Family Dining in a Cozy Setting
Paul's Homewood Cafe
919 West Street
Lunch: Salads $2.50 to $12.95;
Greek Specialties $5.95 to $8.95;
Sandwiches $4.25 to $10.95
Dinner: Appetizers and Soups: $4.95 to $6.95;
Main Course Salads $7.95 to $14.95;
Pasta, Greek Platters and Entrees $9.95 to $17.95
Extensive wine list;
Mon.- Thurs. 11 a.m. - 9 p.m.;
Fri. and Sat. 11 a.m. -10 p.m.
Lunch 11 a.m. - 5 p.m.,
Dinner 5 p.m. - 9/10 p.m.
Dinner reservations recommended, but go anyway.
Find your way,
if you can, to a 55-year-old restaurant in Annapolis with the family still in ownership and service.
Paul's Homewood Cafe, a family-run restaurant on the south side of West Street, is one block west of the Taylor Avenue intersection with West Street Circle.
Spied often at Paul's, a regular lunch customer volunteered,'"It's not fancy, but always just right." And lest he was misunderstood, he added, "The food is really good and the company is wonderful and that includes the Nicholas family." And a first time diner noted, "I've been driving on West Street toward downtown for 20 years and I never even noticed it." After dinner he noted, "What a find!"
In 1947, Paul and Helen Nicholas from Cyprus, Greece opened a lunch counter at a gas station on West Street just across from the current Paul's. The Nicholases liked two things - serving food in the Homewood neighborhood and the private home across the street. In 1949, they opened a small restaurant in the front section of their newly purchased residence at 919 West Street.
Today it's still owned by the Nicholas family and staffed by many members of the third generation. Paul Nicholas' son Chris is the current owner-manager and sister Anna is a partner. Her three daughters, Leah, Deanna and Michelle, are regular servers along with Chris' son Matt.
The cozy seating for 26 diners at tables and 12 guests at the slightly raised food bar are dwarfed by a Kira Stevens mural depicting European cafes and street scenes, all reflecting memories of Chris' tour as a young man. Other framed paintings in the restaurant are by local artists and are for sale.
From the dinner menu, we started with the Greek sampler of spanakopita (classic spinach pie wrapped in layers of filo dough) dolmades (a.k.a. dolmathes or grape leaves stuffed with meat and rice), plum tomatoes, cucumber, Greek cheeses, grilled pita and taramosalta (Greek caviar from cod roe). The other highly recommended item in this platter choice is the Meza Platter that features the spanakopita, dolmathes, pastitsio (seasoned ground beef, baked with Greek noodles in a bechamel sauce) or moussaka (baked eggplant, potato, ground beef and bechamel sauce) and Greek salad. As you can surmise, these selections offer a newcomer some of the classic tastes of Greek cuisine. And for those who already know their ouzo-lemon syrups and flatbread pitas, it is an opportunity to savor some delectable Ionian dishes. Also, it is interesting to know that Greek pita is different from Lebanese or other Near East flatbread. Since it is flat, it is not stuffed, not even with a gyro.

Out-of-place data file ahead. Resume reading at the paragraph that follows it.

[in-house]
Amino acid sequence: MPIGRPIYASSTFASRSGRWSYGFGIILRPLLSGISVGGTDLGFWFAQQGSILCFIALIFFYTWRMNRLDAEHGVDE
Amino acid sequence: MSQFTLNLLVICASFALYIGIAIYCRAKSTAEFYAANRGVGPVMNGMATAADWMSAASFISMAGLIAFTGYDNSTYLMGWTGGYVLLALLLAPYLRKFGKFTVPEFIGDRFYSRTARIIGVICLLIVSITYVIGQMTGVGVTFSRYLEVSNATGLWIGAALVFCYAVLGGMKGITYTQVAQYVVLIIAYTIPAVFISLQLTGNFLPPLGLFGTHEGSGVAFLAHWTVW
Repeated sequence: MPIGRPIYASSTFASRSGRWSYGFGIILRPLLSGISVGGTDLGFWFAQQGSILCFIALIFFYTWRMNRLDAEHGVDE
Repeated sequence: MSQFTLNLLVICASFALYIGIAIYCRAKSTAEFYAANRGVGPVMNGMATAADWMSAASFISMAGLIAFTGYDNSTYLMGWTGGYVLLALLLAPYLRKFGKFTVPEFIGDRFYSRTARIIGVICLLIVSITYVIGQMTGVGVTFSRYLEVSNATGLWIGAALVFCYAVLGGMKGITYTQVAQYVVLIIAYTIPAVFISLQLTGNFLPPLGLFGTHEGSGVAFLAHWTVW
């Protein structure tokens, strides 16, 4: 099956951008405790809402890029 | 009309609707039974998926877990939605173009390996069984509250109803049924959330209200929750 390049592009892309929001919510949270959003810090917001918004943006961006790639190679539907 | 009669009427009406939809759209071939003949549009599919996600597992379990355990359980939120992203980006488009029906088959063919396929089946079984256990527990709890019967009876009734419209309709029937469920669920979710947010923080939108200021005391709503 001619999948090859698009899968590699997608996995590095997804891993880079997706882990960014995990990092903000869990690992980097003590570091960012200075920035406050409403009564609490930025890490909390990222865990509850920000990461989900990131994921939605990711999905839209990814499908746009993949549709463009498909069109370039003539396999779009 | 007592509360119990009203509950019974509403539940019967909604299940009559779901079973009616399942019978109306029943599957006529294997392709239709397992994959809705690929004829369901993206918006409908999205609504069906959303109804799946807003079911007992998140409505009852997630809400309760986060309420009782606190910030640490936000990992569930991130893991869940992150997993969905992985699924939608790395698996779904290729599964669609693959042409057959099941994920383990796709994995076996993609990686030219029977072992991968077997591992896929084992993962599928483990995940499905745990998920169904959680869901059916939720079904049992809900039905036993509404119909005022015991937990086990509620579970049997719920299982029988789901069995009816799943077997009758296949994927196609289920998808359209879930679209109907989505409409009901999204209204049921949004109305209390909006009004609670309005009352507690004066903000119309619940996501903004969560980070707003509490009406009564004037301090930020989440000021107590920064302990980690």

My ally in food selected Chef Michael Hollywood's soup of the day - Mike's lobster and crab bisque proved to be creamy, not thick, and featured large nuggets of seafood. We also tried the chilled avocado and cucumber soup, that was cool, creamy and charged with just enough lemon. All menu offerings are not typically Greek, but often harbor hints of Greek spices - rosemary, oregano, thyme and sage as in other selections. From the appetizer list we selected five petite lamb chops cooked as ordered, medium rare, and seasoned with an appropriate honey rosemary sauce. Outstanding.
Among the entrees, we selected the stuffed filet mignon, a petite 6-ounce Hereford beef filet topped with lobster and crab imperial. We found the premium Hereford beef perfectly grilled as requested, medium rare, and napped in a velvety imperial sauce rich with lobster and crab.
From the lunch menu, others in our party recommended the grilled salmon salad served over Caesar salad (or over Greek salad) and remarked "not one dry tidbit in the filet." And a crispy calamari salad netted "no resemblance to a chewy octopus, all lightly battered and tender."
Chef Hollywood is a local talent who began his culinary career cooking at the Hollywood home on Duke of Gloucester Street and then as a teen at Dougherty's on Maryland Avenue. He followed his burning interest in food preparation at several Annapolis restaurants including the Annapolis Yacht Club as well as on the Eastern Shore.
He recommends the multiple desserts - all made in-house - key lime pie, caramel chocolate walnut pie, chocolate decadent cheese cake with chocolate ganache, seasonal treats such as blueberry pie, peach melba cake, pear tart and, of course, the inimitable baklava, usually created by Anna Nicholas.
Paul's has plans for a mini expansion to offer additional parking and benefits from a larger kitchen as well as adding overflow seating on the existing second floor. Customer neighbors and diners from throughout the area enthusiastically support the changes because the concept is minimal and will make what feels warm and comfortable "even more like home."